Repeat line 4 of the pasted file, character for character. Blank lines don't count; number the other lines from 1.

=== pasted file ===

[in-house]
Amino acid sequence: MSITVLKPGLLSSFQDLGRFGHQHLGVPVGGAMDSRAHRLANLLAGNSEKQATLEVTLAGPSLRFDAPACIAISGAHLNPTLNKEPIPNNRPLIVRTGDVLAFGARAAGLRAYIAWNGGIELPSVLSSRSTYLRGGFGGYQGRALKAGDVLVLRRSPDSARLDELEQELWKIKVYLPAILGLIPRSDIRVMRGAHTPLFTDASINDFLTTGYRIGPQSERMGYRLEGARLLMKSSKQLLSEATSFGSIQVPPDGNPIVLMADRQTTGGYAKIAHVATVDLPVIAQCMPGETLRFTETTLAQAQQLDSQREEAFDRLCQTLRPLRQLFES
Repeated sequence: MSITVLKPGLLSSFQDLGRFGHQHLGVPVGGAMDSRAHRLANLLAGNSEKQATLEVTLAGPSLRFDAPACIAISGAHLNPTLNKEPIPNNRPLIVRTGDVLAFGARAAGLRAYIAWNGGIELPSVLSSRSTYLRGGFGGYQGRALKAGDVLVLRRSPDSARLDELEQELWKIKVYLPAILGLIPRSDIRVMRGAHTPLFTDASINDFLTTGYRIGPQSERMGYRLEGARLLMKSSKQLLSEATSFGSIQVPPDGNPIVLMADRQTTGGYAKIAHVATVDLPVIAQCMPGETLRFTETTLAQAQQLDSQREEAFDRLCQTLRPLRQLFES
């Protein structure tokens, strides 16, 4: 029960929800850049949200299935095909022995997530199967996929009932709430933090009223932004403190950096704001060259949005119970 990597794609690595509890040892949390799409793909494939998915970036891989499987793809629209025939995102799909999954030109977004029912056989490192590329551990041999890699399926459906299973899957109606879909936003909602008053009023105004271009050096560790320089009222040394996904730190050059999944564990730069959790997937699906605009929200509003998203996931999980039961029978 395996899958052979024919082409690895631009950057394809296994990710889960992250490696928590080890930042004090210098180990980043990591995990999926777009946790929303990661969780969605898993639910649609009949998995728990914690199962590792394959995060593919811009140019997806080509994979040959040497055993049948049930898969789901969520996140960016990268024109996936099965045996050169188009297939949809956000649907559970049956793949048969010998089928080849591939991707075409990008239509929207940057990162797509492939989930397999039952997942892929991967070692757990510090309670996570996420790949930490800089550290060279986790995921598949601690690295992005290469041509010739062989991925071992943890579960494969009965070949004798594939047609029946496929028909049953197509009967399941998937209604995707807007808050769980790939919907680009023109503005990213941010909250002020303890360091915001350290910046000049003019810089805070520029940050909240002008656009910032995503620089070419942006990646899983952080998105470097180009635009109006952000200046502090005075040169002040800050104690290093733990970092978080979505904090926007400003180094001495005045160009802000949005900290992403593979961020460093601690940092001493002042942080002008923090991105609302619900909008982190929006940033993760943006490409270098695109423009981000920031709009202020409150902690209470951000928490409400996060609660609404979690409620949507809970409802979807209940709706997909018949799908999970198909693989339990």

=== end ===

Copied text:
């Protein structure tokens, strides 16, 4: 029960929800850049949200299935095909022995997530199967996929009932709430933090009223932004403190950096704001060259949005119970 990597794609690595509890040892949390799409793909494939998915970036891989499987793809629209025939995102799909999954030109977004029912056989490192590329551990041999890699399926459906299973899957109606879909936003909602008053009023105004271009050096560790320089009222040394996904730190050059999944564990730069959790997937699906605009929200509003998203996931999980039961029978 395996899958052979024919082409690895631009950057394809296994990710889960992250490696928590080890930042004090210098180990980043990591995990999926777009946790929303990661969780969605898993639910649609009949998995728990914690199962590792394959995060593919811009140019997806080509994979040959040497055993049948049930898969789901969520996140960016990268024109996936099965045996050169188009297939949809956000649907559970049956793949048969010998089928080849591939991707075409990008239509929207940057990162797509492939989930397999039952997942892929991967070692757990510090309670996570996420790949930490800089550290060279986790995921598949601690690295992005290469041509010739062989991925071992943890579960494969009965070949004798594939047609029946496929028909049953197509009967399941998937209604995707807007808050769980790939919907680009023109503005990213941010909250002020303890360091915001350290910046000049003019810089805070520029940050909240002008656009910032995503620089070419942006990646899983952080998105470097180009635009109006952000200046502090005075040169002040800050104690290093733990970092978080979505904090926007400003180094001495005045160009802000949005900290992403593979961020460093601690940092001493002042942080002008923090991105609302619900909008982190929006940033993760943006490409270098695109423009981000920031709009202020409150902690209470951000928490409400996060609660609404979690409620949507809970409802979807209940709706997909018949799908999970198909693989339990």